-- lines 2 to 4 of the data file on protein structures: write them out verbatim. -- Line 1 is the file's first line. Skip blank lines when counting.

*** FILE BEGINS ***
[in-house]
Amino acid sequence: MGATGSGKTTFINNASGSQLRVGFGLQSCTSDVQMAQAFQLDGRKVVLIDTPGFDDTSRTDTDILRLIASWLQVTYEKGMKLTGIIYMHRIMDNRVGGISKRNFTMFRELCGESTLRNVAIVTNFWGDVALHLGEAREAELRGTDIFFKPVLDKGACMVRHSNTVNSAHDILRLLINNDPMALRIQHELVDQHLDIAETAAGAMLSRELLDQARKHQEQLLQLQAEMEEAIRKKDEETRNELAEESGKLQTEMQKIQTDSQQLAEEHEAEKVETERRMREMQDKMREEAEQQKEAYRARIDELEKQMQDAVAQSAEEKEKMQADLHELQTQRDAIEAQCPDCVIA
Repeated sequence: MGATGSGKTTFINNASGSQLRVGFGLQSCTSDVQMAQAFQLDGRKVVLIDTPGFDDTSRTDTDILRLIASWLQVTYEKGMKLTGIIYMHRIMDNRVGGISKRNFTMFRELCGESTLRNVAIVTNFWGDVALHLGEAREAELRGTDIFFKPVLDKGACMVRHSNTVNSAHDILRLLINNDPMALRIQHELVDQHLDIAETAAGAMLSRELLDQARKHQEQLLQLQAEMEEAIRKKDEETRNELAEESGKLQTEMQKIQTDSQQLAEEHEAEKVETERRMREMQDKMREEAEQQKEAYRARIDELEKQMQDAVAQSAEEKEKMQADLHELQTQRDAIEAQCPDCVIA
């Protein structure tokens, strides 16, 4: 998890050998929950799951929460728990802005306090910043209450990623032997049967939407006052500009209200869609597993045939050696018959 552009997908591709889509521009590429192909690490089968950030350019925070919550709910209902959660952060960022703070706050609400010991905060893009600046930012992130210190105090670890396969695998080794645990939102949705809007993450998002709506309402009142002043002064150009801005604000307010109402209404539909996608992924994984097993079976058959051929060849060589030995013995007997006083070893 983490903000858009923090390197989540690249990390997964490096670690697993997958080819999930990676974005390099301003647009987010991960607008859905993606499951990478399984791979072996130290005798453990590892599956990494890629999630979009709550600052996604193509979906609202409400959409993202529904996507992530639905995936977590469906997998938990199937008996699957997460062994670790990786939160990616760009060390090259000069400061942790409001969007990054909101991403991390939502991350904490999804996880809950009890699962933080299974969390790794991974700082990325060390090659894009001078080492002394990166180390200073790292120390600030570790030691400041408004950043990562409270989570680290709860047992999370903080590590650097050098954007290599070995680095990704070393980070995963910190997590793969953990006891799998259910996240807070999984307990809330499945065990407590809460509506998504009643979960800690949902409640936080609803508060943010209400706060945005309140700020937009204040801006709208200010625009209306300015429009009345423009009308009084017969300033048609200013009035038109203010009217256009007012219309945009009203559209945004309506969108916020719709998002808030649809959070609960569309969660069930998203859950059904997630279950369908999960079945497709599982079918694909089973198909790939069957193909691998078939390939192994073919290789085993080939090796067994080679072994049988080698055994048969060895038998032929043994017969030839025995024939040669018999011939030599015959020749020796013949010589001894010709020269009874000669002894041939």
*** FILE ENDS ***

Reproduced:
Amino acid sequence: MGATGSGKTTFINNASGSQLRVGFGLQSCTSDVQMAQAFQLDGRKVVLIDTPGFDDTSRTDTDILRLIASWLQVTYEKGMKLTGIIYMHRIMDNRVGGISKRNFTMFRELCGESTLRNVAIVTNFWGDVALHLGEAREAELRGTDIFFKPVLDKGACMVRHSNTVNSAHDILRLLINNDPMALRIQHELVDQHLDIAETAAGAMLSRELLDQARKHQEQLLQLQAEMEEAIRKKDEETRNELAEESGKLQTEMQKIQTDSQQLAEEHEAEKVETERRMREMQDKMREEAEQQKEAYRARIDELEKQMQDAVAQSAEEKEKMQADLHELQTQRDAIEAQCPDCVIA
Repeated sequence: MGATGSGKTTFINNASGSQLRVGFGLQSCTSDVQMAQAFQLDGRKVVLIDTPGFDDTSRTDTDILRLIASWLQVTYEKGMKLTGIIYMHRIMDNRVGGISKRNFTMFRELCGESTLRNVAIVTNFWGDVALHLGEAREAELRGTDIFFKPVLDKGACMVRHSNTVNSAHDILRLLINNDPMALRIQHELVDQHLDIAETAAGAMLSRELLDQARKHQEQLLQLQAEMEEAIRKKDEETRNELAEESGKLQTEMQKIQTDSQQLAEEHEAEKVETERRMREMQDKMREEAEQQKEAYRARIDELEKQMQDAVAQSAEEKEKMQADLHELQTQRDAIEAQCPDCVIA
């Protein structure tokens, strides 16, 4: 998890050998929950799951929460728990802005306090910043209450990623032997049967939407006052500009209200869609597993045939050696018959 552009997908591709889509521009590429192909690490089968950030350019925070919550709910209902959660952060960022703070706050609400010991905060893009600046930012992130210190105090670890396969695998080794645990939102949705809007993450998002709506309402009142002043002064150009801005604000307010109402209404539909996608992924994984097993079976058959051929060849060589030995013995007997006083070893 983490903000858009923090390197989540690249990390997964490096670690697993997958080819999930990676974005390099301003647009987010991960607008859905993606499951990478399984791979072996130290005798453990590892599956990494890629999630979009709550600052996604193509979906609202409400959409993202529904996507992530639905995936977590469906997998938990199937008996699957997460062994670790990786939160990616760009060390090259000069400061942790409001969007990054909101991403991390939502991350904490999804996880809950009890699962933080299974969390790794991974700082990325060390090659894009001078080492002394990166180390200073790292120390600030570790030691400041408004950043990562409270989570680290709860047992999370903080590590650097050098954007290599070995680095990704070393980070995963910190997590793969953990006891799998259910996240807070999984307990809330499945065990407590809460509506998504009643979960800690949902409640936080609803508060943010209400706060945005309140700020937009204040801006709208200010625009209306300015429009009345423009009308009084017969300033048609200013009035038109203010009217256009007012219309945009009203559209945004309506969108916020719709998002808030649809959070609960569309969660069930998203859950059904997630279950369908999960079945497709599982079918694909089973198909790939069957193909691998078939390939192994073919290789085993080939090796067994080679072994049988080698055994048969060895038998032929043994017969030839025995024939040669018999011939030599015959020749020796013949010589001894010709020269009874000669002894041939």